Is increase in rental supply a blip or the start of a trend? data suggests rental supply is rising but it is still some way off what you would expect in a properly functioning market, according to report author

The slow increase in rental supply evident over the past year or so has continued in the most recent quarter, according to the latest quarterly figures from, with properties for rent rising to about 1,800. This is well above the 716 reported in August 2022, the lowest supply level reached after the post-Covid bounce back.

However, in a properly functioning market the size of Ireland’s, the report’s author, Ronan Lyons of Trinity College Dublin, notes that close to 6,000 homes would be available to rent.

The picture varies significantly across the country. The vast bulk of the supply increase has been in Dublin, where the cost of new rentals is just 1.3 per cent above its levels at the start of the year. By contrast, in Connacht and Munster, where the increase in supply has been minimal, rents increased by 13 and 10 per cent, respectively, over the same time period. As Lyons notes, more supply – in any part of the market – has an impact.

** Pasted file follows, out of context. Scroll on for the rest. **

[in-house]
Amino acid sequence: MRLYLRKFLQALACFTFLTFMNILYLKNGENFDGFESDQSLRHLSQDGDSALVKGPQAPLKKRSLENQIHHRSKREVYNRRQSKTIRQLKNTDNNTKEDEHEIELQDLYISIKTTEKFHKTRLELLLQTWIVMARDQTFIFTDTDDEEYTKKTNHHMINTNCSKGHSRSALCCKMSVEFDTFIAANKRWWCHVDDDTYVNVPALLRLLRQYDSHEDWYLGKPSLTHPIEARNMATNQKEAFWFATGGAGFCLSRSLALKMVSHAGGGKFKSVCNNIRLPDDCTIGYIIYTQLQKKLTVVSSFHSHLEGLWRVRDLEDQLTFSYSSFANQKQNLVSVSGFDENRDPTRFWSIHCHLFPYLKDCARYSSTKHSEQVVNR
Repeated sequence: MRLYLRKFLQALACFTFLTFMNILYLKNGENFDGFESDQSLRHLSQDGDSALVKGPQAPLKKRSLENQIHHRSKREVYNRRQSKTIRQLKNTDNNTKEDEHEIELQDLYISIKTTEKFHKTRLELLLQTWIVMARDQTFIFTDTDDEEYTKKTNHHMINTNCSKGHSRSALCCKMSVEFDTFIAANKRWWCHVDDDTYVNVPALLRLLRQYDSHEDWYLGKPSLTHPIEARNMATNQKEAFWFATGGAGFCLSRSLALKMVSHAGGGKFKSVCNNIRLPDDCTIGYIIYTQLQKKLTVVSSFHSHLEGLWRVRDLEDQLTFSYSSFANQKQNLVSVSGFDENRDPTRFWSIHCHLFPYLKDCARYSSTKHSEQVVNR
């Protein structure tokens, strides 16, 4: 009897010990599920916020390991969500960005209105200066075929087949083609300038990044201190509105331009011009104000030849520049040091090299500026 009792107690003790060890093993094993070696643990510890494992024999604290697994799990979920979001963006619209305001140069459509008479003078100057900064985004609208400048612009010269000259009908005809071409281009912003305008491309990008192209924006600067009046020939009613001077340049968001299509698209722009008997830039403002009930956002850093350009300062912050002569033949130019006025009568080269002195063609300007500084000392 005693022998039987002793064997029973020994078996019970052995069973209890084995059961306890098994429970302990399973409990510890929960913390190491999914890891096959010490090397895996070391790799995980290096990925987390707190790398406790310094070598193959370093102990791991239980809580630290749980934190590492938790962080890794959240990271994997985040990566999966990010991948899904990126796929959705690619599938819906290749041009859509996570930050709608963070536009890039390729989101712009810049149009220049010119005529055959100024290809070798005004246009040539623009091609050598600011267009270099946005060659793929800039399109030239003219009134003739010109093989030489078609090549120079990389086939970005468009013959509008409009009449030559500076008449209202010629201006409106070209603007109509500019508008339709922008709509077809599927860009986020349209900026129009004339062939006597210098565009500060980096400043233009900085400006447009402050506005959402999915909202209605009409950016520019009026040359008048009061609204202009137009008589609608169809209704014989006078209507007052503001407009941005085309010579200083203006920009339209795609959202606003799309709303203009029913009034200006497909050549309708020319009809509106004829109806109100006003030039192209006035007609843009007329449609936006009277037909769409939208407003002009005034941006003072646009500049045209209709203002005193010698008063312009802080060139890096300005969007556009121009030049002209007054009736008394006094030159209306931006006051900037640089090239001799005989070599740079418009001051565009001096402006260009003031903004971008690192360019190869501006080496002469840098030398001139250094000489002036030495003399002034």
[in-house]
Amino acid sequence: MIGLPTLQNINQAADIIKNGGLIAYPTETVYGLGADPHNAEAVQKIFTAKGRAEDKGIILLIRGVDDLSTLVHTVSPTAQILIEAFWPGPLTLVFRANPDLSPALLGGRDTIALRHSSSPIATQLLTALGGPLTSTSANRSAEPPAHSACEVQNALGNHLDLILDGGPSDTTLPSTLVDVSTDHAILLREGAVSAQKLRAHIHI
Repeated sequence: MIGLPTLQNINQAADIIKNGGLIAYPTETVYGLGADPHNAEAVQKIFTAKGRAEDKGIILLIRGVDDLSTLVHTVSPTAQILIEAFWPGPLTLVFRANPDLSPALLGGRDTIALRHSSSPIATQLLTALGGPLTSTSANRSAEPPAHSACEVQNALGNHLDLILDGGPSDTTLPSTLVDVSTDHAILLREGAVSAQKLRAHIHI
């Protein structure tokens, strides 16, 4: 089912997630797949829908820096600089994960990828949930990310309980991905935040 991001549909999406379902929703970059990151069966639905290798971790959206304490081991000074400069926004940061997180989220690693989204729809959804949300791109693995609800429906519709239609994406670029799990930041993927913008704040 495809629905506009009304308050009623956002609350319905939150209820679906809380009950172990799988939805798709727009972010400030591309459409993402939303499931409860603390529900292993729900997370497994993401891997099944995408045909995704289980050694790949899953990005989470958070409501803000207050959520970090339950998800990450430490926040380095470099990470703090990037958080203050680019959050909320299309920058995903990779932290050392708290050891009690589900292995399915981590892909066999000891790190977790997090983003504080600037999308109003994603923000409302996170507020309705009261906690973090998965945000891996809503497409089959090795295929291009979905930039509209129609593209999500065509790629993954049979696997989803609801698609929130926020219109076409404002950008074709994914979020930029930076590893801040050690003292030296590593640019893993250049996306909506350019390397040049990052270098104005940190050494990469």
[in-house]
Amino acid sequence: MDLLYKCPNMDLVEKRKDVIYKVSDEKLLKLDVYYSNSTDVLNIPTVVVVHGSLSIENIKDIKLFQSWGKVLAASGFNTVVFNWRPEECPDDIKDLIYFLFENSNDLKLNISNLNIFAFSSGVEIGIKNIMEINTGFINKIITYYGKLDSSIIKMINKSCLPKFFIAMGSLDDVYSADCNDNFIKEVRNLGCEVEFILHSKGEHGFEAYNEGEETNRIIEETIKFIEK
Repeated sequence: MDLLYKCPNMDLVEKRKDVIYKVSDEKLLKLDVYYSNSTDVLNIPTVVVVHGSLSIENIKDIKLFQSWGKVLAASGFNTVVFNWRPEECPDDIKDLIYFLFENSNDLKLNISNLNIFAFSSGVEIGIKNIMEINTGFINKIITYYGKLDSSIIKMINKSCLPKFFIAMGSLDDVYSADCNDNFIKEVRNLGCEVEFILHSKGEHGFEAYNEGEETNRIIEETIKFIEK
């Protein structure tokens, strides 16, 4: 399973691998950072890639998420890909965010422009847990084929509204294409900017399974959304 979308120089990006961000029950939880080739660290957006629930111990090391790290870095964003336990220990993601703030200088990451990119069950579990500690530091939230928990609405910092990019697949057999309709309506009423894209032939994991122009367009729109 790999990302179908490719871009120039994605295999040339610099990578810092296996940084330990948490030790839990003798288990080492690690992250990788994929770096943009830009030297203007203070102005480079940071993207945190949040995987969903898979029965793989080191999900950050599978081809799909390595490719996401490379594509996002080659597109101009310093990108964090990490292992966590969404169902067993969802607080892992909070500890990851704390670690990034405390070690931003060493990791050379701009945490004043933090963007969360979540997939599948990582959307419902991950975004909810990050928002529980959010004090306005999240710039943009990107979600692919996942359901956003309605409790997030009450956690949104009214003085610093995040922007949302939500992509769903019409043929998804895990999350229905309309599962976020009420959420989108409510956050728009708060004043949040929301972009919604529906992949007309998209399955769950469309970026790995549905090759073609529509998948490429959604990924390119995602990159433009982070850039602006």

What we don’t know is the nature of the new supply being delivered and the split between institutional investors, private landlords and property developed by approved housing bodies and local authorities.


The increase in supply comes against expectations that higher costs and rising interest rates would cause a viability gap for developers, despite high rents. It is also despite the overall drop in private landlord tenancies, at least up to earlier this year.

The key issue for the Government is whether this is now trend or a “dead-cat bounce” in supply. The extent of cash being pushed into the market by the Government to support developers and recent housing completion figures suggest that there is some life in the market.

Whether this can be turned into a trend remains to be seen. Housing minister Darragh O’Brien is claiming progress, while Sinn Féin has renewed its offensive, calling inter alia for a freezing of rental levels. What happens next will frame a lot of the debate in the run-up to the next general election.